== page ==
"eventRef": "waitEvent",
      "eventDataFilter": {
        "data": ".result",
        "toStateData": ".move"
      "transition": "finish"

An event listener consumes the resume type CloudEvent and publishes a new wait type CloudEvent. Following is an example of a Java method that publishes the wait type CloudEvent:

Example of a Java method that publishes the wait CloudEvent
    private String generateCloudEvent(String id, String input) {
        Map<String, Object> eventBody = new HashMap<>();
        eventBody.put("result", input + " and has been modified by the event publisher");
        eventBody.put("dummyEventVariable", "This will be discarded by the process");
        try {
            return objectMapper.writeValueAsString(CloudEventBuilder.v1()
                    .withExtension(CloudEventExtensionConstants.PROCESS_REFERENCE_ID, id)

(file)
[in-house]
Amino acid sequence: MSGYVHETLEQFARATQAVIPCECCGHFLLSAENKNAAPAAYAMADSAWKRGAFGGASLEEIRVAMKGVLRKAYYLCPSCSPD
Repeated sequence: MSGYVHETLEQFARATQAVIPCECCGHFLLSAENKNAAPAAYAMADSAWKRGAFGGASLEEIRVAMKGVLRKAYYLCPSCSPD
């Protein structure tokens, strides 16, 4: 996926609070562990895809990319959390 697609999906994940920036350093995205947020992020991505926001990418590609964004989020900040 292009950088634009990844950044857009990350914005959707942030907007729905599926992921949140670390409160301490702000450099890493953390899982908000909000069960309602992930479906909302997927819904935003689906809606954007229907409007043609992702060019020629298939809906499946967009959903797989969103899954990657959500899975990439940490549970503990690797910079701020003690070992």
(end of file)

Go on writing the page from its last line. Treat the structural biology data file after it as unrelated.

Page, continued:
} catch (JsonProcessingException e) {
            throw new IllegalArgumentException(e);


After that, the workflow application consumes the event published by the listener and sets the result field. The consumed CloudEvent contains an attribute named kogitoprocrefid, which holds the workflow instance ID of the workflow.

The kogitoprocrefid attribute is crucial because when the correlation is not used, then this attribute is the only way for the Callback state to identify that the related CloudEvent needs to be used to resume the workflow. For more information about correlation, see Event correlation in SonataFlow.